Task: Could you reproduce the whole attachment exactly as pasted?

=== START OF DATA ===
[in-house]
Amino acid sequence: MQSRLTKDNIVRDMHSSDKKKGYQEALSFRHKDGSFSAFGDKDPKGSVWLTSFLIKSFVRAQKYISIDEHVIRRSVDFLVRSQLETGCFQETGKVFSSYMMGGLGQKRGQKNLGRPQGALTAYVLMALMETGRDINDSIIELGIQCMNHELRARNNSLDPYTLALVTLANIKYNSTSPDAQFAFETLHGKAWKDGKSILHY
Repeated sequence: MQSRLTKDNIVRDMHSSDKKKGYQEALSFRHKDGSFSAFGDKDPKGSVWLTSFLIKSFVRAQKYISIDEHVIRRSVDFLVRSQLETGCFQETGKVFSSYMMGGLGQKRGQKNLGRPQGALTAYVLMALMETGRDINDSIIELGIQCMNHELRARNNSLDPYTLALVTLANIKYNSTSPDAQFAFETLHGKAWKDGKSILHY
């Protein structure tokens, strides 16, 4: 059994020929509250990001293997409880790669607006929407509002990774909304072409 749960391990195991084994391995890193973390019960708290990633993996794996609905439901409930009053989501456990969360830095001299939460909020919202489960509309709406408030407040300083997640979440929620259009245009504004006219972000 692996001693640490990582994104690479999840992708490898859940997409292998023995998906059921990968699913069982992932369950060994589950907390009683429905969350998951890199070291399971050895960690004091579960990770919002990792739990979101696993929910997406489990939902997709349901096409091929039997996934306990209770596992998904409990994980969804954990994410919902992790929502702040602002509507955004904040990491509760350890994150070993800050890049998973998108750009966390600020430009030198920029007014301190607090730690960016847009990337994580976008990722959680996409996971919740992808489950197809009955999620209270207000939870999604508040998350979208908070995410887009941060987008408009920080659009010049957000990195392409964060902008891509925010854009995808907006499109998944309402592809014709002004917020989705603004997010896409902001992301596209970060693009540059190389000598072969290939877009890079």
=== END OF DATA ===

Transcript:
[in-house]
Amino acid sequence: MQSRLTKDNIVRDMHSSDKKKGYQEALSFRHKDGSFSAFGDKDPKGSVWLTSFLIKSFVRAQKYISIDEHVIRRSVDFLVRSQLETGCFQETGKVFSSYMMGGLGQKRGQKNLGRPQGALTAYVLMALMETGRDINDSIIELGIQCMNHELRARNNSLDPYTLALVTLANIKYNSTSPDAQFAFETLHGKAWKDGKSILHY
Repeated sequence: MQSRLTKDNIVRDMHSSDKKKGYQEALSFRHKDGSFSAFGDKDPKGSVWLTSFLIKSFVRAQKYISIDEHVIRRSVDFLVRSQLETGCFQETGKVFSSYMMGGLGQKRGQKNLGRPQGALTAYVLMALMETGRDINDSIIELGIQCMNHELRARNNSLDPYTLALVTLANIKYNSTSPDAQFAFETLHGKAWKDGKSILHY
């Protein structure tokens, strides 16, 4: 059994020929509250990001293997409880790669607006929407509002990774909304072409 749960391990195991084994391995890193973390019960708290990633993996794996609905439901409930009053989501456990969360830095001299939460909020919202489960509309709406408030407040300083997640979440929620259009245009504004006219972000 692996001693640490990582994104690479999840992708490898859940997409292998023995998906059921990968699913069982992932369950060994589950907390009683429905969350998951890199070291399971050895960690004091579960990770919002990792739990979101696993929910997406489990939902997709349901096409091929039997996934306990209770596992998904409990994980969804954990994410919902992790929502702040602002509507955004904040990491509760350890994150070993800050890049998973998108750009966390600020430009030198920029007014301190607090730690960016847009990337994580976008990722959680996409996971919740992808489950197809009955999620209270207000939870999604508040998350979208908070995410887009941060987008408009920080659009010049957000990195392409964060902008891509925010854009995808907006499109998944309402592809014709002004917020989705603004997010896409902001992301596209970060693009540059190389000598072969290939877009890079």